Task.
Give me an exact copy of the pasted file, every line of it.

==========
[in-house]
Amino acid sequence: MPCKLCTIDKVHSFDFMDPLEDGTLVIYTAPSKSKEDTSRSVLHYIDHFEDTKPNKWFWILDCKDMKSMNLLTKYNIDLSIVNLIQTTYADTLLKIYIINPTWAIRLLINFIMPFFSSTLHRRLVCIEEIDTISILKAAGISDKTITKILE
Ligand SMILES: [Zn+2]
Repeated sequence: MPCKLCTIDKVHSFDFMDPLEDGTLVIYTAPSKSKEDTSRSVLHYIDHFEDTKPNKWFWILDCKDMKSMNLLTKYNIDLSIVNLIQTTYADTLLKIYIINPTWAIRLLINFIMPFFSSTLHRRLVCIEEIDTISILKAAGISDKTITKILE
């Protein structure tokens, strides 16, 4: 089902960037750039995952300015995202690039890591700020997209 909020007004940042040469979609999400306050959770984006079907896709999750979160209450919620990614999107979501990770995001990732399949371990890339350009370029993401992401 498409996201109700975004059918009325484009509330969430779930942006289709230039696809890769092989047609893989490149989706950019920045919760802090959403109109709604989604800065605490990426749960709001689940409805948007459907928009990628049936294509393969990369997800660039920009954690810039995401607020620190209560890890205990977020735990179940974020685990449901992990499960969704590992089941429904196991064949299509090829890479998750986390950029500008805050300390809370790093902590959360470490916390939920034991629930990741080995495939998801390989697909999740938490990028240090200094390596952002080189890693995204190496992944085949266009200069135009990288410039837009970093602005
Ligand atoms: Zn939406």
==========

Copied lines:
[in-house]
Amino acid sequence: MPCKLCTIDKVHSFDFMDPLEDGTLVIYTAPSKSKEDTSRSVLHYIDHFEDTKPNKWFWILDCKDMKSMNLLTKYNIDLSIVNLIQTTYADTLLKIYIINPTWAIRLLINFIMPFFSSTLHRRLVCIEEIDTISILKAAGISDKTITKILE
Ligand SMILES: [Zn+2]
Repeated sequence: MPCKLCTIDKVHSFDFMDPLEDGTLVIYTAPSKSKEDTSRSVLHYIDHFEDTKPNKWFWILDCKDMKSMNLLTKYNIDLSIVNLIQTTYADTLLKIYIINPTWAIRLLINFIMPFFSSTLHRRLVCIEEIDTISILKAAGISDKTITKILE
């Protein structure tokens, strides 16, 4: 089902960037750039995952300015995202690039890591700020997209 909020007004940042040469979609999400306050959770984006079907896709999750979160209450919620990614999107979501990770995001990732399949371990890339350009370029993401992401 498409996201109700975004059918009325484009509330969430779930942006289709230039696809890769092989047609893989490149989706950019920045919760802090959403109109709604989604800065605490990426749960709001689940409805948007459907928009990628049936294509393969990369997800660039920009954690810039995401607020620190209560890890205990977020735990179940974020685990449901992990499960969704590992089941429904196991064949299509090829890479998750986390950029500008805050300390809370790093902590959360470490916390939920034991629930990741080995495939998801390989697909999740938490990028240090200094390596952002080189890693995204190496992944085949266009200069135009990288410039837009970093602005
Ligand atoms: Zn939406």